We have an allotment garden and the voles really attacked my beet crop last year. Do you have suggestions for dealing with them? There is a product called PermaTill in the US but not available here that is a type of grit that works against them but I don’t see how to get it.
Thank you for contacting Toronto Master Gardeners. Vole populations are becoming more adapted to our backyards and urban areas as their natural habitats (orchards, pastures & meadows) are impacted by increased development. Voles live under leaf litter or in shallow underground burrows or tunnels and typically occur under mulches, raised beds, new sod, and abandoned mole tunnels.
Because you are growing edibles in your allotment garden, it is important to consider only using non-toxic control methods. Below are several suggested methods:
- Hygiene: Make your garden less hospitable to voles by eliminating their sources of food, water or shelter. For example, keep recycling bins, compost boxes and all other sources of food (e.g. bird seed) covered. Remove dead brush piles, leaf litter, mulch and stone piles and block off open sheltered areas with wire screening (e.g. under a shed) where voles can build nests. Keep lawn areas near gardens well mowed as voles like the protection of tall grasses.
- Physical methods: place barriers such as chicken wire, hardware cloth (less than a ¼”’ mesh) or black bird mesh sold at nurseries around plants and if planting young fruit trees in your garden, place a wire or plastic mesh tree guard around the trunk (18” high) pushed 2” into the soil surrounded with a mound of crushed stone to prevent digging.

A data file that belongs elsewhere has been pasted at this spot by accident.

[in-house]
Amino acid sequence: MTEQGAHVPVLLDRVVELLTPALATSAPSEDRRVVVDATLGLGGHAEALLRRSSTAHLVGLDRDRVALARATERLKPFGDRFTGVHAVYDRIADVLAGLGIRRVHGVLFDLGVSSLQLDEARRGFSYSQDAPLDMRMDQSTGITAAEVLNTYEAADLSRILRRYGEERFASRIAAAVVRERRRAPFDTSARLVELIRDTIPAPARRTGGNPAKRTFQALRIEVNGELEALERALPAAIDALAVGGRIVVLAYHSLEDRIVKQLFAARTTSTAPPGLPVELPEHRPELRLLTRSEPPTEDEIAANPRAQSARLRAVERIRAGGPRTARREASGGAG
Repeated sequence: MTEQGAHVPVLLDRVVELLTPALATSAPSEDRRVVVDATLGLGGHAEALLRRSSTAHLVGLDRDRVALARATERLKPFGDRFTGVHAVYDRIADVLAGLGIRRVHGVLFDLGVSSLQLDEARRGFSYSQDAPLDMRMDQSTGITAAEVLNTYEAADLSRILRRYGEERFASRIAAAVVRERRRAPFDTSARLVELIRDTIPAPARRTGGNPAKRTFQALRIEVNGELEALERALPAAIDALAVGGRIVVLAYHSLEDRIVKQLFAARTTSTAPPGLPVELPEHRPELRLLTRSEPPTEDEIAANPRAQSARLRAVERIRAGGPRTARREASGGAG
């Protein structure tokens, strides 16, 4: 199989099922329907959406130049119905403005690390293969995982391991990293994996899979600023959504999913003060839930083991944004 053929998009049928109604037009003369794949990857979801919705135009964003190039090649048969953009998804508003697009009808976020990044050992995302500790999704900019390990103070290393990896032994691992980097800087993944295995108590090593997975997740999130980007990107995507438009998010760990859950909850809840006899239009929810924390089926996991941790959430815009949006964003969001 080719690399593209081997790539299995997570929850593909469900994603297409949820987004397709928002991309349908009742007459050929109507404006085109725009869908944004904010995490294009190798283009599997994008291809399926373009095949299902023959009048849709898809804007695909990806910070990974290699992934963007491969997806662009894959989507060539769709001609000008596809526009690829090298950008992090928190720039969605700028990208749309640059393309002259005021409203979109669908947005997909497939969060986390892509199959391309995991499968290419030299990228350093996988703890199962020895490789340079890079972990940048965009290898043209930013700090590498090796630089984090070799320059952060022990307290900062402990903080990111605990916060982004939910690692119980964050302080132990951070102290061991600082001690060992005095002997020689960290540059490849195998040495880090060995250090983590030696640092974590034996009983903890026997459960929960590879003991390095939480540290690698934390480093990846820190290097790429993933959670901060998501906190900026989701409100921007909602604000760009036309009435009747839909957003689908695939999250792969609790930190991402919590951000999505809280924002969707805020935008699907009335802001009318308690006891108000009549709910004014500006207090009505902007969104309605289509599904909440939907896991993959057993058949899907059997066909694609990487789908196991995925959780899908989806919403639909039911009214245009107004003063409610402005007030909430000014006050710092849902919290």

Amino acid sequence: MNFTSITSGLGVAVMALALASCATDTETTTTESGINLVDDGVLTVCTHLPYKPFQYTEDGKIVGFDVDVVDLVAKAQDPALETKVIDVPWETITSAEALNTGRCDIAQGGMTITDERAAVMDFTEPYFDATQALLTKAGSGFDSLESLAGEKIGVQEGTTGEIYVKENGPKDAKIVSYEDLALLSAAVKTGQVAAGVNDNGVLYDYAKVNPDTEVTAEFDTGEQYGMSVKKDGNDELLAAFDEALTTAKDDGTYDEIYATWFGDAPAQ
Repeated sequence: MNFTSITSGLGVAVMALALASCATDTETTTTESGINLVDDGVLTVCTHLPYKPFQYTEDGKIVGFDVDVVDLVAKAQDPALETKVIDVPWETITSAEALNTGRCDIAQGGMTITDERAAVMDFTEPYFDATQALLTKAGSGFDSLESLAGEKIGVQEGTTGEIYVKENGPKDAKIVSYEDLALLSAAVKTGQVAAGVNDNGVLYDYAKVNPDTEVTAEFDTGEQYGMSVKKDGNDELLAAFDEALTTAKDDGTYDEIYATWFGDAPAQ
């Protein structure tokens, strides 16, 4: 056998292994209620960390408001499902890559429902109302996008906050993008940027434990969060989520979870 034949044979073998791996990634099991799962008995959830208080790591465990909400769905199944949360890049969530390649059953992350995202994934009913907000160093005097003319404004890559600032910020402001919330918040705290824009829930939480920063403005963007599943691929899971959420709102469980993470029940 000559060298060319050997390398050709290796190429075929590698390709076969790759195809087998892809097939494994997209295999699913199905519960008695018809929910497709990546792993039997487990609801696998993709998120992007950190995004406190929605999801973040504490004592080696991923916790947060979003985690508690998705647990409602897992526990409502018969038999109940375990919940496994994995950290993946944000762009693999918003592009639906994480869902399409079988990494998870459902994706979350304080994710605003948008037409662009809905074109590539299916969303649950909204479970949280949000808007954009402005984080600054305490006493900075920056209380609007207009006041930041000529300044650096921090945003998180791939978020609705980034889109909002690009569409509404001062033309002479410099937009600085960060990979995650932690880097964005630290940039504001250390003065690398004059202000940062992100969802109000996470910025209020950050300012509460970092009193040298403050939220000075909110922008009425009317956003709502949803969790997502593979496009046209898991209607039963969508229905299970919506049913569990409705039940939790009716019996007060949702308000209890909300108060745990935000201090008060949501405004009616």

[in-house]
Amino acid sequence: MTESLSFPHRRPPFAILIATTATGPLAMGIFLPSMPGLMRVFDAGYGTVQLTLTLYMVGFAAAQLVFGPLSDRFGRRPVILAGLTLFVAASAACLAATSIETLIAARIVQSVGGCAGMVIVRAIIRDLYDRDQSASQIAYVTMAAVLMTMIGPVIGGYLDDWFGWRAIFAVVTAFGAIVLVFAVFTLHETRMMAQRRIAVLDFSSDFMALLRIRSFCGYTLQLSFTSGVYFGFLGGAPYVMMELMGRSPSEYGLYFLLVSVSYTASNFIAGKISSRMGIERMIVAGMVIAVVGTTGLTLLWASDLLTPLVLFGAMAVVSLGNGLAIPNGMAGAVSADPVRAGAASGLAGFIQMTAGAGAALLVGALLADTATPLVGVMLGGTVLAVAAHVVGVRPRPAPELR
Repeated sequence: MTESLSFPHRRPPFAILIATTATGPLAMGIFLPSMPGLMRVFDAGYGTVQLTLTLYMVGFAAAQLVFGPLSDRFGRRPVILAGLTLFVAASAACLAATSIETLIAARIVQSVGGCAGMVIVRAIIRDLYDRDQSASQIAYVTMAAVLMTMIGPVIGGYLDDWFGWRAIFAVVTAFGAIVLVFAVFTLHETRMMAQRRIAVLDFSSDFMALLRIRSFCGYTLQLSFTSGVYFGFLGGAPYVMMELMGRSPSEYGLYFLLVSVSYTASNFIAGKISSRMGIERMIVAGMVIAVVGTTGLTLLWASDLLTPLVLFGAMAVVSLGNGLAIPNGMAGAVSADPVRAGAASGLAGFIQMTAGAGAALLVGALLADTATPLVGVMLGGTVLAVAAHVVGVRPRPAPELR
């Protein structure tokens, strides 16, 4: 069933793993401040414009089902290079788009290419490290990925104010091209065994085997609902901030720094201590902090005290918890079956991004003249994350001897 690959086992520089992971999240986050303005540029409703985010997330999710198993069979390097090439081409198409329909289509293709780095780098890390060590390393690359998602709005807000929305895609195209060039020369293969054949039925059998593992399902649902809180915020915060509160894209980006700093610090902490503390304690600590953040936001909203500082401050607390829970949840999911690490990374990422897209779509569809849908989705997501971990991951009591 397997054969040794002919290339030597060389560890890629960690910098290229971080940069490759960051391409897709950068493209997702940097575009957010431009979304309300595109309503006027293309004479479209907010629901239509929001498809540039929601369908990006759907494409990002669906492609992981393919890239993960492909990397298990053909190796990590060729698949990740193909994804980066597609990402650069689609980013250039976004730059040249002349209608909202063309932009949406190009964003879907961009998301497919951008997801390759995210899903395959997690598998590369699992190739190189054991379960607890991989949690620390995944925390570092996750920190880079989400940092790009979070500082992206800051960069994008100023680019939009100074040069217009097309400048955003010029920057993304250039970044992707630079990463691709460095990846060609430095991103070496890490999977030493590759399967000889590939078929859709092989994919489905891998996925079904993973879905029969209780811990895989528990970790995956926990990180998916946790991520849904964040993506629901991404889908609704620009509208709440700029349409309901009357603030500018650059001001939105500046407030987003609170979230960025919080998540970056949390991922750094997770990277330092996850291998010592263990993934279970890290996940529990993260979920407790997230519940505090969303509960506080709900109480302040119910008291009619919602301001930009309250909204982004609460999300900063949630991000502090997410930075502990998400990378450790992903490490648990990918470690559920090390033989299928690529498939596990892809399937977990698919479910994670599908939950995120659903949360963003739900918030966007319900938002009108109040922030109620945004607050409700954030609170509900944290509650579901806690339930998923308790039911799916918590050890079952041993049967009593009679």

- Culture: deeply cultivate the soil in high traffic vole areas (watch plant roots) to break up the tunnels.
- Natural Predators: Encourage such predators such as cats, foxes, weasels, snakes and birds of prey (eg. owls, kestrels, hawks) by removing food sources and opening up the area to help contribute to controlling the vole population.
If you have raised beds in your garden, this link provides further measures to protect your plants from voles.
Beyond the direct actions you take within your garden, you will likely need to educate your allotment neighbours on these measures so that together you can all work to control the vole population which is most certainly impacting the entire allotment garden.
Finally, in terms of the PermaTill product that you mentioned, its key attribute appears to be that it is a course textured material which voles do not like to dig through. As a policy, TMG does not recommend specific products, but you could consider placing a layer of natural coarse grit or expanded slate along the sides of the roots of your existing plants and around and under the root balls of new plants to create a similar barrier.